[Avodah] Is Panentheism Heresy

Jonathan Baker jjbaker at panix.com
Wed Jan 16 17:40:11 PST 2013

Terminology debate: Lisa says Kabbalah is equal to Jewish mysticism of all
schools, I say (following the academics, who actually care about history,
where practitioners don't particularly) that it's the subject matter of
the Zohar, the Bahir, etc.  texts from the 1100s onwards.  We disagree,
I think we should just leave it.

> >> spoke about Maaseh Merkavah and Maaseh Bereishit.  Even if you believe
> > Which are not Kabbalah.

> According to you.  With all due respect, I'm going to go with R' Kaplan 
> on this.

Let's just note that we have different views, but that R' Kaplan is
clearly aware of the different schools of Jewish mysticism, and that
the Zohar material is its own thing, separate from the mysticism of
Hazal.  See, e.g., Sefer Yetzirah intro pp. xxiv-xv, and the Commentaries
section of the bibliography - none of the commentaries before the 1100s
is described as "kabbalistic" or "mystical".

> >> that the Zohar was invented out of whole cloth by Moshe de Leon, which I
> >> think is untrue, there's plenty of Kabbalah other than that.

> > Only by remapping the term "Kabbalah" to mean mysticism in general,
> If it helps you to cast it as me remapping a term, when there are 
> scholars who use the term my way, feel free.  But I can't be expected to 
> respond to a context I reject.

The context of R' Kaplan?  I don't think you know his real context, as a
rabbi in the Midwest in the 1960s.  More on that later.

> >>> If you're talking about the Mishnah in Taanit 2:1, Ein Dorshin, the mysticism
> >>> of Hazal was very different from the mysticism of the Kabbalists, being about
> >>> chambers and chariots and meditative ascents to God, rather than about the
> >>> mechanisms of God's action in the world.

> >> That's a false dichotomy.

> > No, it's not. Read the scholarship, read the texts.

> If by scholarship, you mean Gershom Scholem, I have better things to do 
> with my time.  As I said, I'll go with a rav who is part of the living 
> tradition.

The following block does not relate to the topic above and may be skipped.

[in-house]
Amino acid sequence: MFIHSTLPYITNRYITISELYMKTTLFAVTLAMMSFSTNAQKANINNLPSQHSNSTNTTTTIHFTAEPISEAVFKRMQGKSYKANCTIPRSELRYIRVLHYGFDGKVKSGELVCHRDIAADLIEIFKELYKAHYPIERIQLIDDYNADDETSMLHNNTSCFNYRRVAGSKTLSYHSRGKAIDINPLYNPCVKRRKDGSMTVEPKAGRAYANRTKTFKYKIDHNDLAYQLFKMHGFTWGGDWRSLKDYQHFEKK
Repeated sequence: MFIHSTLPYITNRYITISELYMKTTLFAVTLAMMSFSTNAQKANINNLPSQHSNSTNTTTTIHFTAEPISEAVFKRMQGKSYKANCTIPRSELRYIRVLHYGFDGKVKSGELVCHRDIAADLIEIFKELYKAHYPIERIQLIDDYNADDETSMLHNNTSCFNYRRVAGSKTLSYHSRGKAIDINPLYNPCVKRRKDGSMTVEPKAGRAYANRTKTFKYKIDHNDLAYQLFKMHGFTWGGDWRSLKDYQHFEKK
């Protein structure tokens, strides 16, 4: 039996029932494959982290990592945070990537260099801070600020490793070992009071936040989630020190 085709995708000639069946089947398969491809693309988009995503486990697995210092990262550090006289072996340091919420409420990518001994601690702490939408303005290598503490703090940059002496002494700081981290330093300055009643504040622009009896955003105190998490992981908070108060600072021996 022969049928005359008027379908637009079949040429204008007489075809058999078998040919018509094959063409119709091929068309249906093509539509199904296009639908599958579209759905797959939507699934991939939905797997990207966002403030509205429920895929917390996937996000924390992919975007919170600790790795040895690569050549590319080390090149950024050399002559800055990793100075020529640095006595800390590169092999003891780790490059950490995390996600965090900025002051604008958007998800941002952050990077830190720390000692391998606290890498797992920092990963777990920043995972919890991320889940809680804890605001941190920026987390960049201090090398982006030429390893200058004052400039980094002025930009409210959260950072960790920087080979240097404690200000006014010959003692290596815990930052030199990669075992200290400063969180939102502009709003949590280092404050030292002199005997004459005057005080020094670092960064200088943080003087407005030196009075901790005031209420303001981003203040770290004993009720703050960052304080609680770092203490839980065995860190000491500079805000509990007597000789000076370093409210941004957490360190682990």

Well, you'll have to look beyond R' Kaplan, then.  I have it on good authority
that like Scholem, Kaplan learned his Kabbalah from texts, sitting in a library
studying from books & mss. for a long time. He has to have been absolutely 
brilliant to do that.  Also, he learned Ladino in 3 months so he could translate
the Meam Loez.  I have nothing but respect for him, and awe at his intellect
and writing ability - so much clear, detailed, footnoted material put out 
at 5pp (printed, probably 10pp typed) a day for years.

He learned Breslov from R' Zvi Aryeh Rosenfeld, but the Kabbalah he had
to learn on his own.  There weren't a lot of people out there teaching
it, much less to Americans, in the 1960s.  He got the basics from Scholem,
and also absorbed a number of occult and Buddhist works in translation.
I've talked to people who have studied various systems, there is a surprising
amount of commonality between Kabbalah and Buddhism.  Or maybe not that
surprising - they're both Eastern religious systems.

The fact that he seems to have gotten it right, lends credence to Scholem
having gotten it right also learning from texts.

BTW, you want to know how R' Kaplan defines the words?  Mysticism == 
devekut, direct experience of the Divine.  Kabbalah == {theoretical (sefiros
etc.), meditative (prophetic), magical (little is known of this)}.  The
Kabbalah was known in antiquity and hidden away after the Tannaim to be
revealed in the 12th-13th centuries.  IOW, for R' Kaplan himself, the 
Kabbalah's subject matter is the Divine pleroma, the material revealed 
in the Zohar and Bahir and such texts.  This from a TV interview you can
find at Judaism.com http://www.judaism.com/bio.asp?author=Aryeh%20Kaplan

You want authentic contemporary kabbalah?  How about the Beit El community
in Israel?  Learning and meditating in a continuous line since R Shalom
Sharabi in the 1700s. They spend hours every day meditating on the "yichudim"
diagrams in their siddurim, which have no meaning - they are only doing it
lishmah.  Which is a very high level, but kinda dry and tasteless to an 
outsider looking for meaning in life.  See, e.g., Pinchas Giller's recent
book on the community.

> >> If you believe that Kabbalah is a 13th century invention, why wouldn't
> >> you want to reject it?  I would.

> > Why should we reject a 13th-century innovation?  It was created and
> > ratified by the Rishonim.   Surely that's no less valid (if less
> > authoritative) than the Tannaim?

> Absolutely, it is.  Because it claims to be otherwise.

Claims are not proof.  Pseudepigraphy was a common style of writing for 
a very long time, down to the present day. It doesn't mean that something
is a fraud.  R' Yudel Rosenberg wrote some respected stuff, such as his 
translation of the Zohar, alongside the more controversial fictions, 
such as the story of the Golem of Prague.
> > Mimah nafshach: either no revelation after Sinai is valid, so we should
> > reject the Kabbalah (which was invented/revealed either in the 2nd Century
> > or the 12th, in either case long after the end of prophecy)

> Wrong.  We were given both Nistar (Kabbalah/Sod/Merkavah/etc) and Niglah 
> (Torah she'bichtav and b'al peh) at Sinai.  If it was invented or 

Based on what pre-12th-century source?  We were given Torah sheb'al peh
at Sinai, as evidenced by the lack of certain necessary details in the
text, and by the universality of certain basic halachic ideas. And even
that is just a belief, not a proven fact.

But nothing in the Torah hints at an authentic esoteric interpretation
necessarily linked to the subject matter of the Zohar.

        name: jon baker              web: http://www.panix.com/~jjbaker
     address: jjbaker at panix.com     blog: http://thanbook.blogspot.com

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